Overview of mental health medications for children and adolescents
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Overview of Mental Health Medications for Children and Adolescents. Module 4 Anxiety Disorders. Anxiety Disorders . Subjective sense of worry, apprehension, fear, distress High levels of anxiety or excessive shyness in children 6-8 yrs may be an early indicator of anxiety disorder.

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Overview of mental health medications for children and adolescents

Overview of Mental Health Medications for Children and Adolescents

Module 4

Anxiety Disorders


Anxiety disorders

Anxiety Disorders

  • Subjective sense of worry, apprehension, fear, distress

  • High levels of anxiety or excessive shyness in children 6-8 yrs may be an early indicator of anxiety disorder


Anxiety disorders1

Anxiety Disorders

  • General anxiety disorder (GAD)

    • Children/adolescents usually anticipate the worst

    • Often complain of fatigue, tension, headaches, nausea

  • Panic disorder

    • Children/adolescents experience unrealistic worry, self conciousness and tension

    • Recurrent panic attacks


Anxiety disorders in children adolescents

Anxiety Disorders in Children/Adolescents

  • OCD

    • May be aware that symptoms do not make sense and are excessive (adolescents)

    • Distressed when compulsive habits are prevented (younger children)

    • Most common obsessions concern dirt, contamination, repeated doubts, arrangement of things, fearful aggressive or murderous impulses, disturbing sexual imagery

    • Frequent compulsions are repetitive washing of hands, use of tissue to touch things, checking drawers, locks, windows, doors, counting rituals, repeating actions, requesting reassurance


Anxiety

Anxiety

  • Experienced by everyone

  • General state of apprehension or foreboding

  • Evokes “fight or flight” response

  • Can be positive – improves performance


Fear pathway

Fear Pathway

  • Danger is sensed, the brain activates the amygdala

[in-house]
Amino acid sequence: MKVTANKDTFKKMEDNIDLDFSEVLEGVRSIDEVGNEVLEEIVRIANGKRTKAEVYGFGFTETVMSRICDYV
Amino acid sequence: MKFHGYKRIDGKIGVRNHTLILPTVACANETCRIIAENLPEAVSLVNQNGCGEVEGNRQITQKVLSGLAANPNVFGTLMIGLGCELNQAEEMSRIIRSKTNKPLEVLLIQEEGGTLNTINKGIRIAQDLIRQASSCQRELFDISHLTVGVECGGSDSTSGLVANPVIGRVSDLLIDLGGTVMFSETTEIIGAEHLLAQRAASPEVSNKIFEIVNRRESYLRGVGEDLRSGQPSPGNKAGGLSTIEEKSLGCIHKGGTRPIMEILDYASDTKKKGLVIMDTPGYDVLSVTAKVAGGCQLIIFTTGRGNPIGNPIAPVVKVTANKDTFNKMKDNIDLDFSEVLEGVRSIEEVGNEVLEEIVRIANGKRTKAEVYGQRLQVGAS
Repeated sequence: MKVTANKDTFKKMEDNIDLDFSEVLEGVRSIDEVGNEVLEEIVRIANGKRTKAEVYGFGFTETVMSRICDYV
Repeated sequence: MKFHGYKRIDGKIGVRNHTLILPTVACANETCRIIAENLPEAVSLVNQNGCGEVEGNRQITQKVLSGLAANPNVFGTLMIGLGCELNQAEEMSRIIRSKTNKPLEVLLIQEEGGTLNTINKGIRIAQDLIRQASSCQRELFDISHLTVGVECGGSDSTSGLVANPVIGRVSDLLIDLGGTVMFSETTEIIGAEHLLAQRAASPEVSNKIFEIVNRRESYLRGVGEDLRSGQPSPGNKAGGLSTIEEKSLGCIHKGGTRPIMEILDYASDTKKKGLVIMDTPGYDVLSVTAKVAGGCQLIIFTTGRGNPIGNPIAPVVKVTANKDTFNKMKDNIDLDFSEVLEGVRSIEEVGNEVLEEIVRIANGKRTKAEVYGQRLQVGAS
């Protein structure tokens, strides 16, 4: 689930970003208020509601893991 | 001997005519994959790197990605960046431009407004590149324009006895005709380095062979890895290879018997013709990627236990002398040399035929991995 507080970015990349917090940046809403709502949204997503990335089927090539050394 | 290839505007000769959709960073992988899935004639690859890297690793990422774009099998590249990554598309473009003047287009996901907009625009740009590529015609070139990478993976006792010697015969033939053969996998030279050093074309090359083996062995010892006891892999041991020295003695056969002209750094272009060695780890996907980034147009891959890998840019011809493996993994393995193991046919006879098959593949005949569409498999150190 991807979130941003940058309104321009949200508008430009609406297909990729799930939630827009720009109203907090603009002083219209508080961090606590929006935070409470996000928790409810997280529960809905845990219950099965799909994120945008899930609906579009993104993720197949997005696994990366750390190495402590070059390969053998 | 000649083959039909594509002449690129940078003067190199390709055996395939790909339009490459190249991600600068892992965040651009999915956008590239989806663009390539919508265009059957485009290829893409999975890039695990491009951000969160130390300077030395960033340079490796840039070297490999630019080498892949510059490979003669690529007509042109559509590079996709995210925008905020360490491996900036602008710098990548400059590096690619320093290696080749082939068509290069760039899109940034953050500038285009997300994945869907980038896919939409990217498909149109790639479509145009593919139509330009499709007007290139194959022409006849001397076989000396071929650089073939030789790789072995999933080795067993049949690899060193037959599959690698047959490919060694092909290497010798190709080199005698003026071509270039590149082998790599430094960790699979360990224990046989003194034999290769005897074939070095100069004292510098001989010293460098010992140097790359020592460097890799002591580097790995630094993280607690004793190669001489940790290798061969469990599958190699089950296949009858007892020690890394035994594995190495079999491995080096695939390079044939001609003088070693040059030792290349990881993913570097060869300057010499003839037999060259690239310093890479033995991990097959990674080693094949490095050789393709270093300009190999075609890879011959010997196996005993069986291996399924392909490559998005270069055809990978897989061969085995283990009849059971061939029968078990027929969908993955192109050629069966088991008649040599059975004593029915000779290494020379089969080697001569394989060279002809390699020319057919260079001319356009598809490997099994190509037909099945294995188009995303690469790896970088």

• Amygdala activates the SNS

  • If no real danger, SNS activation stops

  • Amygdala becomes programmed to remember the “trigger” (hippocampus cements the response) in case the danger re-occurs


Anxiety disorders characteristics

Anxiety Disorders Characteristics

Persistent fear and anxiety

that

Occurs too often,

is

Too severe,

and is

Triggered too easily or lasts too long


Anxiety disorders symptoms

Anxiety Disorders: Symptoms

  • Overwhelming feelings of panic and fear

  • Uncontrollable obsessive thoughts

  • Painful intrusive memories, recurring nightmares

  • Nausea, sweating, muscle tension, other physical reactions

  • Dysfunction of school, job and relationships


Social phobia

Social Phobia

  • Onset typically occurs between 11-19 yrs of age

  • Selective mutism can occur if onset occurs at <10 yrs of age

  • Onset after the age of 25 is rare

  • Occurs almost 2x more in females vs males


Social phobias sad

Social Phobias (SAD)

  • A specific traumatic or humiliating social event appears to be associated with the onset or worsening of the disorder in half of the patients diagnosed with SAD

  • May be caused by the long term effects of not fitting in, being bullied, being rejected or being ignored

  • Negatively biased memories of the past produce fearful anticipation of it reoccurring


Generalized anxiety disorder

Generalized Anxiety Disorder

Extreme feeling of anxiety in the absence of any clear cause

  • Excessive or ongoing anxiety and worry for at least 6 months about numerous events or activities

  • Difficulty in controlling the worry

  • Significant impairment or distress


Generalized anxiety disorder1

Generalized Anxiety Disorder

Low level anxiety

about

numerous events or activities

that are

excessive and ongoing

and are

difficult to control


Situational or stress related anxiety

Situational or Stress Related Anxiety

  • Usually self-limiting and rarely requires treatment

  • Address the following:

    • Is anxiety harmful to the individual?

      • Anxiety may actually be motivational

      • If maladaptive behavior or severe distress, then treat

    • Cognitive behavioral therapy possible?

    • Risks:benefits of short term antianxiety therapy?


Treatment of gad

Treatment of GAD

  • FDA has approved

    • Venlafaxine, paroxetine, escitalopram

  • TCAs were shown to be as effective as benzodiazepines

  • Choice of drug class should be based on side effect profile, comorbidity and patient’s ability to tolerate

  • Antidepressant has delayed onset of antidepressant action


Treatment of gad1